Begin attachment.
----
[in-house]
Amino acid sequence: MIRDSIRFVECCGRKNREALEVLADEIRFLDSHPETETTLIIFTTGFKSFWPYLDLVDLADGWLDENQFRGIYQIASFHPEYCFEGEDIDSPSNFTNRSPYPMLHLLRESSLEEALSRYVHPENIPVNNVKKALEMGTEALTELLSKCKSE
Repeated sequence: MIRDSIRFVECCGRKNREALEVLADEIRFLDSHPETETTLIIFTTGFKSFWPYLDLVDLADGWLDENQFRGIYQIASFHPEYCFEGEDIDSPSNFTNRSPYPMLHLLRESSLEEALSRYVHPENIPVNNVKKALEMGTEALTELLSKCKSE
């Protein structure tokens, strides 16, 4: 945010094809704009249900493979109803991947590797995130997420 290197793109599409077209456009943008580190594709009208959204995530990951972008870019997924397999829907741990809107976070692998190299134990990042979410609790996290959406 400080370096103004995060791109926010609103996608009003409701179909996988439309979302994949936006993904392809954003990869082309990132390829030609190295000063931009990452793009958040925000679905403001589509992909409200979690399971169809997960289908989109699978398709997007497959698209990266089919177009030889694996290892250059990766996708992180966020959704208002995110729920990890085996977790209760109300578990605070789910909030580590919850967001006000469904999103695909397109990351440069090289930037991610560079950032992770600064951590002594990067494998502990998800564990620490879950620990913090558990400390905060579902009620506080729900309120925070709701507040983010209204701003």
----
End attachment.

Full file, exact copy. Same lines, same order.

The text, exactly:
[in-house]
Amino acid sequence: MIRDSIRFVECCGRKNREALEVLADEIRFLDSHPETETTLIIFTTGFKSFWPYLDLVDLADGWLDENQFRGIYQIASFHPEYCFEGEDIDSPSNFTNRSPYPMLHLLRESSLEEALSRYVHPENIPVNNVKKALEMGTEALTELLSKCKSE
Repeated sequence: MIRDSIRFVECCGRKNREALEVLADEIRFLDSHPETETTLIIFTTGFKSFWPYLDLVDLADGWLDENQFRGIYQIASFHPEYCFEGEDIDSPSNFTNRSPYPMLHLLRESSLEEALSRYVHPENIPVNNVKKALEMGTEALTELLSKCKSE
């Protein structure tokens, strides 16, 4: 945010094809704009249900493979109803991947590797995130997420 290197793109599409077209456009943008580190594709009208959204995530990951972008870019997924397999829907741990809107976070692998190299134990990042979410609790996290959406 400080370096103004995060791109926010609103996608009003409701179909996988439309979302994949936006993904392809954003990869082309990132390829030609190295000063931009990452793009958040925000679905403001589509992909409200979690399971169809997960289908989109699978398709997007497959698209990266089919177009030889694996290892250059990766996708992180966020959704208002995110729920990890085996977790209760109300578990605070789910909030580590919850967001006000469904999103695909397109990351440069090289930037991610560079950032992770600064951590002594990067494998502990998800564990620490879950620990913090558990400390905060579902009620506080729900309120925070709701507040983010209204701003």